More and more businesses are initiating projects to improve internal systems and processes to ultimately increase efficiency, productivity and profitability. Many companies, however, do not have the internal resources such as project managers to implement their projects, so they partner with consulting firms. Most project managers make sure that the project is delivered on schedule, within budget, and within scope. And yet many of these projects are still considered failures by their stakeholders. It is now clear that stakeholders are not interested in just the deliverables, but what it will do for them. For Andy Jordan, managing scope, schedule, cost in terms of effort and in terms of money, risk, and quality, six constraints in all, will give a higher chance of project success.
Introducing Andy Jordan, PMP, and Business Consultant
Andy Jordan is a certified PMP since 2006. But even before, he has been a business professional managing high profile and business critical projects. He has wide experience in different industries performing leadership roles in project, program, and portfolio management. In 2007, he became more involved in consulting and founded Roffensian Consulting Inc., a boutique management consulting firm based in Ontario, Canada. Two reasons why Andy started his consulting firm were due to his dissatisfaction with other firms not living up to their “client first” promises, and the lack of consulting services available to small, rural companies that otherwise would not be able to afford the big firms.
Risk Management Expert, PMO Champion
Risks exist at every level, whether at the project level or a higher strategic level. Therefore, risk management should also happen at all levels, according to Andy Jordan. He recommends a partnership between the project manager and the PMO for better risk identification. The PMO has certain advantages since it has a broader perspective. On the one hand, risks that it has identified in one project can be communicated to project managers in similar situations. The project manager, on the other hand, can leverage the PMO’s knowledge and expertise to ensure that most of the risks are identified. By their definition, risks are unknown, and they are unique to individual projects. However, categories of risks are common, and the PMO’s expertise can provide risk analysis and response support to assist project managers in their individual projects.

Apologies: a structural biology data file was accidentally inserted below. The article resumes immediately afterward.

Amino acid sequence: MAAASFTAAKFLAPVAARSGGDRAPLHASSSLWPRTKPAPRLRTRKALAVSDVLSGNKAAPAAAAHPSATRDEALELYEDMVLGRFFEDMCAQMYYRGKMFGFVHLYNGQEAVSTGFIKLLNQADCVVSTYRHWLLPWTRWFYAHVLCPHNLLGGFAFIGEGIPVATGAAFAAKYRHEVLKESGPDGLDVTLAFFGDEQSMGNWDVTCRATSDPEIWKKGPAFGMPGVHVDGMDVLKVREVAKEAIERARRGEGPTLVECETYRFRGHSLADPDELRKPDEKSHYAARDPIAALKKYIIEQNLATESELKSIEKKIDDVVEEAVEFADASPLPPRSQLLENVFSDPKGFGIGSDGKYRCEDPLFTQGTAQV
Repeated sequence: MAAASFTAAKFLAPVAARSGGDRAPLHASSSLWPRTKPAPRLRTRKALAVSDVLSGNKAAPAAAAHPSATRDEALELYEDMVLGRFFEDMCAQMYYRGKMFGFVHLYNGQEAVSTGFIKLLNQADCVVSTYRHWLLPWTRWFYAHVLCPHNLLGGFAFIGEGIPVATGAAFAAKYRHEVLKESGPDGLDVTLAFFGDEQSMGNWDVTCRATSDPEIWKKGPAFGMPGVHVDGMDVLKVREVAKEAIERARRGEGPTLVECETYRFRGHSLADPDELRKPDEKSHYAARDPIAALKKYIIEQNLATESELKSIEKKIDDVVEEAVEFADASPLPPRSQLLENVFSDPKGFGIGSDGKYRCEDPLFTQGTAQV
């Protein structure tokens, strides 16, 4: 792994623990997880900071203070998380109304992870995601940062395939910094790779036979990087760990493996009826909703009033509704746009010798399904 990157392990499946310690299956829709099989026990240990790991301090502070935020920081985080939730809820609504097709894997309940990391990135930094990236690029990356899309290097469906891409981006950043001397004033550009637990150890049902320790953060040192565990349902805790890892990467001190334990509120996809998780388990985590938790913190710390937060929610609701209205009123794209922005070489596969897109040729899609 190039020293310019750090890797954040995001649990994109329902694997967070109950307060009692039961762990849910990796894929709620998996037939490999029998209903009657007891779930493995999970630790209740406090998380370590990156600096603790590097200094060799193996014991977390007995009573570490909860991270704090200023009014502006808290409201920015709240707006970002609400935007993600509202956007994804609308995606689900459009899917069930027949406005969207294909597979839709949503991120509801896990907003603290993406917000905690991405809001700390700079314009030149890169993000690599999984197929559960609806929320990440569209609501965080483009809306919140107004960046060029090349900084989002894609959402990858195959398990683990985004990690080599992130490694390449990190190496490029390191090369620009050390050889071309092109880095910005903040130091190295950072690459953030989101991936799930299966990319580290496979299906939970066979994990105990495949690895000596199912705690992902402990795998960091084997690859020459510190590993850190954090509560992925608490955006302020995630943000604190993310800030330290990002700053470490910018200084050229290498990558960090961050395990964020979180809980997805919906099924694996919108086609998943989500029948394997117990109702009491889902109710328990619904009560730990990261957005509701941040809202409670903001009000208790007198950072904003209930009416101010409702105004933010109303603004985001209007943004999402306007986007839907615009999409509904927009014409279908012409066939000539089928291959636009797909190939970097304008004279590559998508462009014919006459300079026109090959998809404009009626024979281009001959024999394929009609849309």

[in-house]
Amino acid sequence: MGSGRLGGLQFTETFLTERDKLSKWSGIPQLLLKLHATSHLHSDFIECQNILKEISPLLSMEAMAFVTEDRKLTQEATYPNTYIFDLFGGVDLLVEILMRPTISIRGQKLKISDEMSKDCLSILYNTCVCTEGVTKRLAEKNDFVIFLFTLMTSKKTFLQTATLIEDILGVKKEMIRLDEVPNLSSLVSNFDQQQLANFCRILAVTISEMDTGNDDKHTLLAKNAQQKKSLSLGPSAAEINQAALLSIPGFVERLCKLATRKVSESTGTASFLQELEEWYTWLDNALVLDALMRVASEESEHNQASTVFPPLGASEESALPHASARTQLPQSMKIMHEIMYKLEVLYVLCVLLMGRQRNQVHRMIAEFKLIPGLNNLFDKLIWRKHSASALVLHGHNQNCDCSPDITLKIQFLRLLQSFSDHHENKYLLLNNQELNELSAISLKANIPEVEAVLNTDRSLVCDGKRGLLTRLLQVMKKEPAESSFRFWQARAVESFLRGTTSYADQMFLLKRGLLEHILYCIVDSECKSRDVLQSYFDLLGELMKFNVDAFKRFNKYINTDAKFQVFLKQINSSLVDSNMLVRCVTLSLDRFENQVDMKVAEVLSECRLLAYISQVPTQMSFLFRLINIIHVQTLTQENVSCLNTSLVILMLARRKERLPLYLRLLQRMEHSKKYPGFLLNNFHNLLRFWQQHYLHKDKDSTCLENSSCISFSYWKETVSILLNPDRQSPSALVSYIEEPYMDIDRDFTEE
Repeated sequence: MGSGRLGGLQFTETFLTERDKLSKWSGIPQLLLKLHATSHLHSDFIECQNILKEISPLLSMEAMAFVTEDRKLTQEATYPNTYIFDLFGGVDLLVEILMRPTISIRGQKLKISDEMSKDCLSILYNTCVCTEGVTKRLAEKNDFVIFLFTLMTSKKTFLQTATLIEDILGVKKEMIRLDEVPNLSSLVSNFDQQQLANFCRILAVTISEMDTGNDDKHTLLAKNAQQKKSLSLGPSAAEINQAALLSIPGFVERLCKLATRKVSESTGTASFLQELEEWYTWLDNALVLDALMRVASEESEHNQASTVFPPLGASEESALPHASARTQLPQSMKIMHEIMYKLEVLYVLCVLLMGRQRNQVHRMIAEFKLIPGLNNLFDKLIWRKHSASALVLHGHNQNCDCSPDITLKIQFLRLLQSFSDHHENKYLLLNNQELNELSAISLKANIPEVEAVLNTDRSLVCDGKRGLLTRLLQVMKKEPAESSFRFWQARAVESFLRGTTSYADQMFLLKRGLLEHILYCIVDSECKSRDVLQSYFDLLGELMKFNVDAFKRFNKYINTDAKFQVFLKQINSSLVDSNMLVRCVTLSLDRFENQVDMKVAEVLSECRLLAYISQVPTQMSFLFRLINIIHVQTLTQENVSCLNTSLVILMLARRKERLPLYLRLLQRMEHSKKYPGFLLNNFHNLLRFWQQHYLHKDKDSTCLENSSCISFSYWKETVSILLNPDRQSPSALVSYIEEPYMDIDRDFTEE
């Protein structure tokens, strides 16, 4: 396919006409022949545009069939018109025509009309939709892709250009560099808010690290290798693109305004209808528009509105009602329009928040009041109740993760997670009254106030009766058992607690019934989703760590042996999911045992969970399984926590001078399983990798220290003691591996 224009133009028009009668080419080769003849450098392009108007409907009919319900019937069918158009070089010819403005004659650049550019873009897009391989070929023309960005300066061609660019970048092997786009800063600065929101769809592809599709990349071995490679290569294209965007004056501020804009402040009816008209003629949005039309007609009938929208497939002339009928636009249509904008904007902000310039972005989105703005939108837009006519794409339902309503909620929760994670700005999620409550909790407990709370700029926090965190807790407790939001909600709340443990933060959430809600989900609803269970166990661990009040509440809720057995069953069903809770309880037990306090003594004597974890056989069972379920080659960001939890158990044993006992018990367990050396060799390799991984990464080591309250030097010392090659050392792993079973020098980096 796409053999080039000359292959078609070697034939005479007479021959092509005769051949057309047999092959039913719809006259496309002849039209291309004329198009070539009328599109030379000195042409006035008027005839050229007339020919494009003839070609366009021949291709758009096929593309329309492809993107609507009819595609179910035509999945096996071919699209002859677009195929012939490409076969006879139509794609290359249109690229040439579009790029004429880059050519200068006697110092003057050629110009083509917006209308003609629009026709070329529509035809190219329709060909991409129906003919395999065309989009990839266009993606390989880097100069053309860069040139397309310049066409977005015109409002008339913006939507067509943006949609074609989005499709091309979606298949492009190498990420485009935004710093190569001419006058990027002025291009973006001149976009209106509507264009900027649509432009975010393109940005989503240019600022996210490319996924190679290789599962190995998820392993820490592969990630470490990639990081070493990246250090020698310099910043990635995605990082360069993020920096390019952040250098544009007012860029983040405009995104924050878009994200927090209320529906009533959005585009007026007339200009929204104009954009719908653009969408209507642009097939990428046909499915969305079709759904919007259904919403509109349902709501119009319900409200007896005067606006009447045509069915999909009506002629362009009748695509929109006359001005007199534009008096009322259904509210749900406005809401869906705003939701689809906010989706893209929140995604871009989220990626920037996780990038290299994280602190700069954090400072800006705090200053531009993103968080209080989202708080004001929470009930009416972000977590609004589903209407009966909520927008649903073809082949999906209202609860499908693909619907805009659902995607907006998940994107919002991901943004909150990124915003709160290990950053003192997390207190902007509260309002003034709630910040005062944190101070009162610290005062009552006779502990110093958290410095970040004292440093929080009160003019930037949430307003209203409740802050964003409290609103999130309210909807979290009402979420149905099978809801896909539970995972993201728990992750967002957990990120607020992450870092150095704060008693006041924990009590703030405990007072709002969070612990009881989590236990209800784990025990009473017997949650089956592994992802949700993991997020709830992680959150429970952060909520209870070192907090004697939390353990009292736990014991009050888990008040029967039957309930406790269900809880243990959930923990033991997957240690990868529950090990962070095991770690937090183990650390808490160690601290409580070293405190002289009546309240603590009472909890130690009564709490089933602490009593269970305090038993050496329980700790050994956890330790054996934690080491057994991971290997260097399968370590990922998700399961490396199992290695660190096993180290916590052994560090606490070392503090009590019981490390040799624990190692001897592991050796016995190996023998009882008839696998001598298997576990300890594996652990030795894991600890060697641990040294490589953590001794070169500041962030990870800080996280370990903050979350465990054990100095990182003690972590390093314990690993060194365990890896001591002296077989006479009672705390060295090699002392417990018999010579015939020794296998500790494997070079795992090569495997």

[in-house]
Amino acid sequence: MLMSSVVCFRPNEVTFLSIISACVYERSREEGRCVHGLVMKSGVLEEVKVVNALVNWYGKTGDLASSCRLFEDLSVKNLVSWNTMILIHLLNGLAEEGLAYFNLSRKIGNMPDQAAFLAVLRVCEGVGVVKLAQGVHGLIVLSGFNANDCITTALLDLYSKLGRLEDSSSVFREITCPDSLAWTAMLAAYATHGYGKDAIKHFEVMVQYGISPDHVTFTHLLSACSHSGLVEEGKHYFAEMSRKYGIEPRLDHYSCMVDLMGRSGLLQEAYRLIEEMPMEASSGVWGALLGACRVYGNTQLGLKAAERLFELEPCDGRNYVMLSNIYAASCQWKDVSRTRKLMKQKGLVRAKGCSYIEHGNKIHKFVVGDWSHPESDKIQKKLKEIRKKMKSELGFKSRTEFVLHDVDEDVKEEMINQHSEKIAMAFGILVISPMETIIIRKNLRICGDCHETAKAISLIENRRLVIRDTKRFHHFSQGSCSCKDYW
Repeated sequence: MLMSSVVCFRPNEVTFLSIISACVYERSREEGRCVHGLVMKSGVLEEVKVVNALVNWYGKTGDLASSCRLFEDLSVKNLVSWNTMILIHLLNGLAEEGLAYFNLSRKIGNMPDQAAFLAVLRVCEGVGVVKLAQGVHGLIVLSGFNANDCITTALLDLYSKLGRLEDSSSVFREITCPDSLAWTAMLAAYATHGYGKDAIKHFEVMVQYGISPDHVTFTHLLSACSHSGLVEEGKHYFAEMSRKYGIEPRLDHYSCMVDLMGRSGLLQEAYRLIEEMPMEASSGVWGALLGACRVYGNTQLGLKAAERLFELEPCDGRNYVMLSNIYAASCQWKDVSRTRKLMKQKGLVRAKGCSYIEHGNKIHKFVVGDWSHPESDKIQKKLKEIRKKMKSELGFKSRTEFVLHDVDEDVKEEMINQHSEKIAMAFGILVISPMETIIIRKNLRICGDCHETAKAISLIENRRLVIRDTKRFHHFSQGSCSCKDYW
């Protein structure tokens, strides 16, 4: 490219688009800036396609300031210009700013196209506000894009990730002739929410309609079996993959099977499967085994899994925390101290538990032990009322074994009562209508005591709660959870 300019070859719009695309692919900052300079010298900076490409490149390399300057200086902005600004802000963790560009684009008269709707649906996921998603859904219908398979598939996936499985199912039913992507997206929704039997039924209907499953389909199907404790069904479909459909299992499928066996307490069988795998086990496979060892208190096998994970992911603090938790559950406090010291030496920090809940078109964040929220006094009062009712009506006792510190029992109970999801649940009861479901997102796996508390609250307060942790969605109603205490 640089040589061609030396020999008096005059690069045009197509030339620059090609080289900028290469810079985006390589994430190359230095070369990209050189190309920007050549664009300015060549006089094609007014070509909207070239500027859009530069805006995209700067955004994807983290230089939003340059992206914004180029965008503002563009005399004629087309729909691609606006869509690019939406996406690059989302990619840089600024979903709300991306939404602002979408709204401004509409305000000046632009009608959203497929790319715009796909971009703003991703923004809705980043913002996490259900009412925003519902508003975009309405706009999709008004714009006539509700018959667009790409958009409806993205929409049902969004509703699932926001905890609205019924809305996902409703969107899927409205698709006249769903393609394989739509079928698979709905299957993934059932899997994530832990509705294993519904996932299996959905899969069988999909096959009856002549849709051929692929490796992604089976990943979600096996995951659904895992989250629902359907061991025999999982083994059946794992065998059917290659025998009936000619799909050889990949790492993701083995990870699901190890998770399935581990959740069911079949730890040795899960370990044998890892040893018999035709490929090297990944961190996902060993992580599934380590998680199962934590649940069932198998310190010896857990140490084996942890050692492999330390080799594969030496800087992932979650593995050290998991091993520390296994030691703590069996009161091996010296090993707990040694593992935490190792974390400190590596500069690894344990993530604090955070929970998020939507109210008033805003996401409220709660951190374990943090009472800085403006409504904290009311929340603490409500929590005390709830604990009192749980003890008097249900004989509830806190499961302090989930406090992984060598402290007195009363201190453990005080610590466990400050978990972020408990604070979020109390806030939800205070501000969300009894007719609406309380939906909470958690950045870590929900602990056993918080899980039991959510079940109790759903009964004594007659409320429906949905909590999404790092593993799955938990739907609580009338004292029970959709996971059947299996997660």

Author and PM Article Contributor
Andy Jordan wrote Risk Management for Project Driven Organizations that was published in May 2013. The book aims to help senior executives make strategic decisions at the different levels of the organization in any industry they are in. ers praise the book not only for its innovative content that challenges the readers to think but also for Mr. Jordan’s loud-and-clear writing style. He is a regular article contributor to several PM websites such as ProjectManagement.com and ProjectatWork.com. He has written over 300 articles about project, program, portfolio and risk management, PMO, and people development. He also has a blog called The People Side of Project Management.
Achieving Results through Exceptional Service and Staff Development
Andy Jordan recognizes that organizations and its needs are unique. That is why his team at Roffensian Consulting does not have a set process for managing work. They do not offer canned solutions, a sort of silver bullet to solve all clients’ problems, simply because it would not really be that particular client’s solution. Their approach is to provide exceptional service where engagement is considered completed only when the customer is satisfied. And focus is also in developing client staff, not just meeting project deliverables, so that they will have the capability to undertake similar future projects without the need to rely on outside support. Connect with Andy through his Twitter or LinkedIn page.